by Michel Rubini, European Media Relations Team
The report, written by Martin Moore and published in November 2010, details how international reporting in UK newspapers has decreased in the last 30 years by nearly 40%. The report compared international reporting output for one week in 1979 with 2009 from four national papers, The Guardian, the Daily Telegraph, the Daily Mail, and the Daily Mirror. The conclusion: international news coverage has diminished dramatically.
Counting all the foreign news stories in the four newspapers in the same week over a period of 30 years, the total number decreased from 502 in 1979 to 308 in 2009 (see graph below).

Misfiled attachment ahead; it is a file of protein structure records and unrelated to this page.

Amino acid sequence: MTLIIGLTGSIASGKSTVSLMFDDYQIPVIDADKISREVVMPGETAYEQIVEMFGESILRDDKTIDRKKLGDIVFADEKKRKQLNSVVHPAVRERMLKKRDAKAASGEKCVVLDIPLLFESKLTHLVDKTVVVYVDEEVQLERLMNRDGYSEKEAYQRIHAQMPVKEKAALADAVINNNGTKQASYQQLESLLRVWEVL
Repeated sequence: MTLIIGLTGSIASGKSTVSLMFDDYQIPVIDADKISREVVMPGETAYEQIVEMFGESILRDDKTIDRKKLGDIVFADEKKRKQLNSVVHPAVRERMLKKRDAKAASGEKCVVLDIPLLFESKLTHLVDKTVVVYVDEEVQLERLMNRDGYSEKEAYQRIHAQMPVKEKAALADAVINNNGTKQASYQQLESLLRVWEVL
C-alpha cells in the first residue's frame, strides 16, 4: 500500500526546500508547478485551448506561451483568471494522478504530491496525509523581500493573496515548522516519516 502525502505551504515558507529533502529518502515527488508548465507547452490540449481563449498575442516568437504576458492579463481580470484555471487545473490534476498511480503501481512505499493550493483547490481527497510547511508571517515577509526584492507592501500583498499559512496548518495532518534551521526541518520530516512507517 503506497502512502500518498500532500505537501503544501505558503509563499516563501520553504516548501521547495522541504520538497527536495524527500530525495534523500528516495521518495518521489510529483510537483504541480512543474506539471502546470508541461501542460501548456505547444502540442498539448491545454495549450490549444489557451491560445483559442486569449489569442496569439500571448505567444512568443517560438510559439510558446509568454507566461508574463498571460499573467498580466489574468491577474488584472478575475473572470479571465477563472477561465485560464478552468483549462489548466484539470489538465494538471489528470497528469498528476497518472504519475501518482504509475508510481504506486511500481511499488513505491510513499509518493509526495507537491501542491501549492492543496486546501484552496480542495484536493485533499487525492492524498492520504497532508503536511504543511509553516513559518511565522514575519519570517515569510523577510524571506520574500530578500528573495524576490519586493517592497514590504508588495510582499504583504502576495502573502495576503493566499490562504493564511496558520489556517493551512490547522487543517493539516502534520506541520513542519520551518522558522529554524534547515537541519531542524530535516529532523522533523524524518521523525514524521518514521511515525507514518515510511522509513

The reasons for the decrease are multiple. Original foreign reporting is expensive. A foreign bureau costs $200-300,000 a year, based on a 2007 analysis by Jill Carroll for the Harvard Shorenstein Center. As a result, UK newspapers have reduced the number of journalists based abroad, replacing them with freelancers.
The end of the Cold War in 1989 factors into the decrease in foreign reporting as well. The Cold War provided a clear framework and rationale for covering international affairs which a domestic audience relied upon. Also contributing to the decline is the rise of more specialised media, such as locally based satellite TV, or online local editions of foreign newspapers, and even social media outlets like Twitter and Facebook.
In such a setting, it’s no surprise that UK-based correspondents rely on news sources from the country of origin as well as newswire content like that provided by Business Wire to fill in the gaps, turning the loss of foreign correspondents in UK newspapers into a gain for PR professionals and their clients.